New York City Retail sales are expected to rise at the slowest pace in six years as shoppers worry about a slumping housing market and slower job growth, according to the National Retail Federation (NRF). The retail trade group released its 2008 economic outlook at its annual conference in New York City on Monday.
Total retail sales are slated to grow 3.5%, falling below last year's estimated 4.0% pace and marking the weakest growth since 2002, when retail sales climbed 3.0%, the NRF said. The retail sales figure excludes automobiles, gas stations and restaurants. The final 2007 figure won't be known until Tuesday when the Commerce Department is slated to report December's total retail sales figures.
“The consumer is full of anxiety,” said Rosalind Wells, chief economist at NRF, noting a number of financial pressures that are weighing on shoppers, from higher gas costs to tightening credit. “Retailers will once again be forced to market to more practical consumers, many of whom will be looking to trade down. Even areas of past high growth like luxury goods and online shopping will feel the pressure. In 2008, the challenges will be formidable for everyone.”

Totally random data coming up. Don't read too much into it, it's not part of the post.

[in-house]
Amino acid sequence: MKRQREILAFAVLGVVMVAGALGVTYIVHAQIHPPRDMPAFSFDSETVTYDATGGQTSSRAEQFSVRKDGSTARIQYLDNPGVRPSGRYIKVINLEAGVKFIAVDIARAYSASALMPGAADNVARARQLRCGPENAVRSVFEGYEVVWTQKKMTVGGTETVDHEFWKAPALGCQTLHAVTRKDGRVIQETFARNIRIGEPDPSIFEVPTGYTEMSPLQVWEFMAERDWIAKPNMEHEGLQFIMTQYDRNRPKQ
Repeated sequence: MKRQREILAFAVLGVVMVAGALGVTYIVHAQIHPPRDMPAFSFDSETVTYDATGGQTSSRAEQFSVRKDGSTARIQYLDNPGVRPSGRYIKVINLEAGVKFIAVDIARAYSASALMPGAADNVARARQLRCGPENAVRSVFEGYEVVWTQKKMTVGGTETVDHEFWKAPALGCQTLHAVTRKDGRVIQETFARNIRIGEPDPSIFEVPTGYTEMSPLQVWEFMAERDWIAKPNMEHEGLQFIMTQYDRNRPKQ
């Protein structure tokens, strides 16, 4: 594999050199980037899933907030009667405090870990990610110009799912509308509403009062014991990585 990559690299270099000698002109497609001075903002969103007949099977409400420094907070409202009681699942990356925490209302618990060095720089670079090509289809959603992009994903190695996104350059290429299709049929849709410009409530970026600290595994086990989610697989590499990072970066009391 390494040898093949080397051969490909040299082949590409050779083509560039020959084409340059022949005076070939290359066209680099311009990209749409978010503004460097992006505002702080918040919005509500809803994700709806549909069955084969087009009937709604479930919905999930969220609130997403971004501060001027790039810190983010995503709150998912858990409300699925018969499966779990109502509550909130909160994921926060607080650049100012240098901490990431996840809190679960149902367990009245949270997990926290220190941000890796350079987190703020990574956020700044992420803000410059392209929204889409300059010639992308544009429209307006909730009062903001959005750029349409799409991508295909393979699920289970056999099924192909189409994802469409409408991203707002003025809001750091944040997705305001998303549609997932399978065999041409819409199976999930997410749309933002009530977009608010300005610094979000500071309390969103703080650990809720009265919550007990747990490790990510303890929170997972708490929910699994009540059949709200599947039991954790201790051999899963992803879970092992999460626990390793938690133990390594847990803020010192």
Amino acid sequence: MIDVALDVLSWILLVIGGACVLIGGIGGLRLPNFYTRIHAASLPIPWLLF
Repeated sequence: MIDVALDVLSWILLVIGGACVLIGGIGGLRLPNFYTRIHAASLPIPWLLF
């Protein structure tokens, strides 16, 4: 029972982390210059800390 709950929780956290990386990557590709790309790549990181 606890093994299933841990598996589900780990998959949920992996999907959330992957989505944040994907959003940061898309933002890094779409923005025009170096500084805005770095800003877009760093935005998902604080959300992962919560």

Wells expects sluggish sales in the first half of the year to eventually give way to strong sales in the third and fourth quarter, as she believes that a move by the Federal Reserve to further cut interest rates will help revive the economy.